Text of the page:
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Visit my Meadows of Grace Shoppe to browse through these truly lovely Kanzashi Ribbon Flowers made by my daughter, Virginia! What great Christmas gifts for that special someone!

Intricate and Classy Hand-Crafted Kanzashi Accessory Flower.. Hair, Scarf, Collar, etc…. This fetching ribbon flower is a perfect accent to any special outfit and provides a sweet final touch!
Each petal takes undivided attention! First, it is cut and shaped, then burnt to ensure there will be no fraying. The petals are then folded and glued into a flower design and the finishing touches are then added.
The back of the flower has a clip that easily opens and holds firmly.
Ribbon flowers are an excellent alternative to real flowers and will look fresh and beautiful forever!

A Special Feast Day – All Saints’ Day!

Throwback Thursday! A reminder that All Saints’ Day is just around the corner! I hope you all have something special planned! 🙂

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ALL SAINTS’ DAY

by Mary Reed Newland, The Year and Our Children available at Sophia Institute Press

The feast of All Saints is one of the greatest of all the feasts because it celebrates what could have been impossible. The Cross is a tree that bears fruit.

This is the feast of its harvest. The celebrations of the mysteries in the life of our Lord are glorious, and there is no detracting from them. But He was God.

This day we celebrate the perfecting of human nature, by grace pouring from the side of Christ on the Cross, through His Church and His sacraments, remaking men after their despoiling in the Garden.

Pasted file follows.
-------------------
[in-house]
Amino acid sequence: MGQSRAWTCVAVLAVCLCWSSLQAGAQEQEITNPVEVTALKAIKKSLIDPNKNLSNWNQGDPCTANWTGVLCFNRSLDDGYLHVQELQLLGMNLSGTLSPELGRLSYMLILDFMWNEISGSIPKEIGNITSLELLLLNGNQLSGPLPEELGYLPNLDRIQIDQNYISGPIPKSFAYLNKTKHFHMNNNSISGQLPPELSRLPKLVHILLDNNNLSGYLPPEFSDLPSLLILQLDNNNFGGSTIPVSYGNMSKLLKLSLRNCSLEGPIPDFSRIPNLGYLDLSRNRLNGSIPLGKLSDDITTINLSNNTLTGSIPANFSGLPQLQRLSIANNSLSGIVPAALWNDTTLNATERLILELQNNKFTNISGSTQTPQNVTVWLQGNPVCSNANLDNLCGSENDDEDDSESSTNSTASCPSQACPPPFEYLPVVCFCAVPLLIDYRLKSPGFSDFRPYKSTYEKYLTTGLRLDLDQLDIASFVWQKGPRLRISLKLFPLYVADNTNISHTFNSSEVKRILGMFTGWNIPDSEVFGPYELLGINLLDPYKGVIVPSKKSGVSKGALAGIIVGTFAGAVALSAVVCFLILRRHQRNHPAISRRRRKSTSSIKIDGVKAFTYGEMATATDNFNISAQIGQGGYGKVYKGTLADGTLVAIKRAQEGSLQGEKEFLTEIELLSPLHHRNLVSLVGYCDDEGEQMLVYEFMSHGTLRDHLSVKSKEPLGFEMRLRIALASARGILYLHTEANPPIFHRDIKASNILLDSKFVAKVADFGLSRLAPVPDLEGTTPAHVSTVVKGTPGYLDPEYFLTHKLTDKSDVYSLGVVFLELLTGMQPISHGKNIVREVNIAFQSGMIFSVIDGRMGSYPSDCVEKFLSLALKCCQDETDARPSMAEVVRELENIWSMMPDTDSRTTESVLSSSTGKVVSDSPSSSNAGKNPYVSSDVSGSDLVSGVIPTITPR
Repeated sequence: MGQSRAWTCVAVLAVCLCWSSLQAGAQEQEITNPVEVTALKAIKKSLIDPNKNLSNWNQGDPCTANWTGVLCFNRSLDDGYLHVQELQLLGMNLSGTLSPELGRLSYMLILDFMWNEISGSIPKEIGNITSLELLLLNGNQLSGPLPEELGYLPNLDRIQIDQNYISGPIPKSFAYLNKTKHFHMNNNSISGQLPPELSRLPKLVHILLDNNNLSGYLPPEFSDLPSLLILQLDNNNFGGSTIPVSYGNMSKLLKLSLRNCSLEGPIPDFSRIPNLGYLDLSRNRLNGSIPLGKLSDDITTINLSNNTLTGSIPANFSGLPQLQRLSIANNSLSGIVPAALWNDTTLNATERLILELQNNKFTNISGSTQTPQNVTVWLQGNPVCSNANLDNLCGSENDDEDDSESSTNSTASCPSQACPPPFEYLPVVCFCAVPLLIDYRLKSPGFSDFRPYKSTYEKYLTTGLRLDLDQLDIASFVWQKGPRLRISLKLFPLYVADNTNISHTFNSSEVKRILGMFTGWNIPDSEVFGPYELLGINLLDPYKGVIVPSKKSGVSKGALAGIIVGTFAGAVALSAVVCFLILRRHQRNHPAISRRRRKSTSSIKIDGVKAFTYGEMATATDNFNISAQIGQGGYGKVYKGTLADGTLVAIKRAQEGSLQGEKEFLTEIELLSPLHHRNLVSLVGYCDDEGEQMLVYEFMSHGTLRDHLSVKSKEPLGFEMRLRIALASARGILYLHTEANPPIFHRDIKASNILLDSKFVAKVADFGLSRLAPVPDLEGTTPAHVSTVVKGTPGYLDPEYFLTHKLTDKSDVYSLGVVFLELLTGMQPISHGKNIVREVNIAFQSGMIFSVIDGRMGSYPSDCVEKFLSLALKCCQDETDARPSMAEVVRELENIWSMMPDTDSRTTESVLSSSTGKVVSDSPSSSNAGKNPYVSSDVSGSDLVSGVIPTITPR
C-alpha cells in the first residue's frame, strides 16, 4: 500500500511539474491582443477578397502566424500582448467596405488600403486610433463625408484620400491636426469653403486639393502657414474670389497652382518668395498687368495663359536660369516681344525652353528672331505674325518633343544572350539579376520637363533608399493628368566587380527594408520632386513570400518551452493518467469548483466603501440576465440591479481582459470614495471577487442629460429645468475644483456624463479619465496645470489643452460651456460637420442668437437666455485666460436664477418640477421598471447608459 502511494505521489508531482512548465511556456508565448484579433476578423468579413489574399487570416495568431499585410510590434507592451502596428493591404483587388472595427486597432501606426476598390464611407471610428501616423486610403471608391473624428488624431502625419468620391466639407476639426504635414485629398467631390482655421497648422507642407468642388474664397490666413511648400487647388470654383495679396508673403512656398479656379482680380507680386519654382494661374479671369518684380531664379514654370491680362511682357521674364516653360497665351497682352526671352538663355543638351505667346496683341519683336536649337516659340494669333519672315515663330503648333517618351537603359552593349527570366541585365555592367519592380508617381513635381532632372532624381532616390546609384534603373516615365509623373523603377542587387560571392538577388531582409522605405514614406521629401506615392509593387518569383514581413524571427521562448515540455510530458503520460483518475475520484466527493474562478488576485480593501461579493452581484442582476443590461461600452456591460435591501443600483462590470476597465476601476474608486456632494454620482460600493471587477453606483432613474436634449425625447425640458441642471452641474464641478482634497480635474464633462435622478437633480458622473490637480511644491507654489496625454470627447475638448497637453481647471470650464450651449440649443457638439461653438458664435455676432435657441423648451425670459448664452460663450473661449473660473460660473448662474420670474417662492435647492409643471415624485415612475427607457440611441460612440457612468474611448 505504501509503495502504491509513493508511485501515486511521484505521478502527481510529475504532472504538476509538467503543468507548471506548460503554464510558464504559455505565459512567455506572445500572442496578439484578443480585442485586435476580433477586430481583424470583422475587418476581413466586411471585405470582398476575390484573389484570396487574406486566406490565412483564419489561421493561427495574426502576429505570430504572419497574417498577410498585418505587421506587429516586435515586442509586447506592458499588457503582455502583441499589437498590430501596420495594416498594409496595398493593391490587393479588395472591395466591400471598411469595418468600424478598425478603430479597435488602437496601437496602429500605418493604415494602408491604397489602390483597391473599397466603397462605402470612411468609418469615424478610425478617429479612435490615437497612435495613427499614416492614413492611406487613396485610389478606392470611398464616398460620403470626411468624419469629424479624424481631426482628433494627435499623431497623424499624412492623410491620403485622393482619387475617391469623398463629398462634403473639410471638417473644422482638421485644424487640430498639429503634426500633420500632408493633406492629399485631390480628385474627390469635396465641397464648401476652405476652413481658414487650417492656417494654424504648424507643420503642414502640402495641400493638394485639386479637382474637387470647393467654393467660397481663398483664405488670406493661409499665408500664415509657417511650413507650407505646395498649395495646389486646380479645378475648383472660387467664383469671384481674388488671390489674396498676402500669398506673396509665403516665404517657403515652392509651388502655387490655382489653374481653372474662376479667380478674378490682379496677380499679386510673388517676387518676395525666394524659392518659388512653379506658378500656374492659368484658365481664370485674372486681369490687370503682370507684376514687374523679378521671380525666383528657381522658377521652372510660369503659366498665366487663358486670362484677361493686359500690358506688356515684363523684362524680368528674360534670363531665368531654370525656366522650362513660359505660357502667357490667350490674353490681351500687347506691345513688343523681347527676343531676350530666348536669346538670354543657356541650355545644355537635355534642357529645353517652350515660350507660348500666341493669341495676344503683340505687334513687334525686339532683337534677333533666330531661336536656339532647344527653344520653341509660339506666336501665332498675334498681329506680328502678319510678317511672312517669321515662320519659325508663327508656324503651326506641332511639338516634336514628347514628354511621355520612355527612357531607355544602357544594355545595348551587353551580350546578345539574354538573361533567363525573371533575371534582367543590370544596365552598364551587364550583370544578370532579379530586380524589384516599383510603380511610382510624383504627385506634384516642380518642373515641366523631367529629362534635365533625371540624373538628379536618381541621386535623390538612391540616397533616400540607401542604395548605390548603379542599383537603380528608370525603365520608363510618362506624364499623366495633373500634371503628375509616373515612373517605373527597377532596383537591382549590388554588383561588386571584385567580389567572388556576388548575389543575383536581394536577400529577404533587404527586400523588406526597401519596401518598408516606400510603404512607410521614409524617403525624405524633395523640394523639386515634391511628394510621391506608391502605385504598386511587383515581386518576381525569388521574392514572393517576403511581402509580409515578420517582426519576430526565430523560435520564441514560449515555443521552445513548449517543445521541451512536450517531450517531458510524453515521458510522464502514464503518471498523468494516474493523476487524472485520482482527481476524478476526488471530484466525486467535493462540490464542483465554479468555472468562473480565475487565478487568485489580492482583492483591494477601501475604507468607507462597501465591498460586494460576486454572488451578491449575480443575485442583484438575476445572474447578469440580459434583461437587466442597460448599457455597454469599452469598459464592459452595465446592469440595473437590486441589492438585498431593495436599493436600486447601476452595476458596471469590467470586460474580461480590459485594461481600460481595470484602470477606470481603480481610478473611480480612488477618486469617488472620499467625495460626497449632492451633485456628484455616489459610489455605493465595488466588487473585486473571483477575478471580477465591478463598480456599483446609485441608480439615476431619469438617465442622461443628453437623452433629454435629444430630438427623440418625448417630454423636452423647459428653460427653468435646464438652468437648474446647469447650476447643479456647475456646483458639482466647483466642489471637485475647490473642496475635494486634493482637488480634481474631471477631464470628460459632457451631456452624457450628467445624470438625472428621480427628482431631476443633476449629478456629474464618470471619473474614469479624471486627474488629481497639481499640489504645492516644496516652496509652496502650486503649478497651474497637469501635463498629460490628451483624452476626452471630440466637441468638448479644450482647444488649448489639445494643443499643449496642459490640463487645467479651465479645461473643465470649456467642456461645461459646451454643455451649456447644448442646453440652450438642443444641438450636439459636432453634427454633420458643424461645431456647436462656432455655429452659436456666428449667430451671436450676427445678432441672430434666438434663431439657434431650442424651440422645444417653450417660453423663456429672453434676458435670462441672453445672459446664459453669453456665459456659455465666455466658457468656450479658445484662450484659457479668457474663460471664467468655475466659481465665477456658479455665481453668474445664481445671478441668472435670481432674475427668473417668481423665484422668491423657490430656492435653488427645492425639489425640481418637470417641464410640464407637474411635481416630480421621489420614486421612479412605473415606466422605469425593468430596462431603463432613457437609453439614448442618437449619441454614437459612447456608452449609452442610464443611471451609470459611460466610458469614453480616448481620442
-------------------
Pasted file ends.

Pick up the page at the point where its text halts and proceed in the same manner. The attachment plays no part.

Aside from all the lofty things to be said about the saints and to the saints on this day, we want our children to understand in the marrow of their bones what the principal idea is: “We are so glad for you. Now pray, so we’ll be there too!” And they must add to this and to every feast an endless “Thank you, Lord Jesus, for making it possible.”

Why We Should Know the Saints

The Gospel of John tells us, “But as many as received Him, to them gave He power to become the sons of God: to them that believe in His name: who were born, not of blood, nor of the will of the flesh, nor of the will of man, but of God.”128

Each succeeding feast gives us a new understanding of this. We have been “born of God.” We must know the saints because we can learn from them how to receive His will, to love it, to act on it, to use the power He has given us to become the sons of God.

Here, we are His adopted sons separated from Heaven by life in the flesh. That part of us that He made in His own image and likeness is detained a while, in the body. It is being tried.

The saints went through the trials too, and with the help of His grace, they overcame them. They are in glory now, sons united at last with their Father. This is the greatest of His mercies.

He loved us before the creation of the world and planned for us to be in eternity with Him. When sin spoiled the plan, He perfected it – if one can say that – with the Incarnation. He became a man and spent Himself to devise the means for our perfection. The saints used it. We must too.

The antiphon from Vespers for this feast says what we want to say:

O ye Angels and Archangels, Thrones and Dominions, Principalities and Powers, Virtues of Heaven, Cherubim and Seraphim, ye Patriarchs and Prophets, holy Doctors of the Law, Apostles, all Martyrs of Christ, holy Confessors, Virgins of the Lord, Hermits and all Saints:

Intercede for us.

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“It is always springtime in the heart that loves God.” – St. John Vianney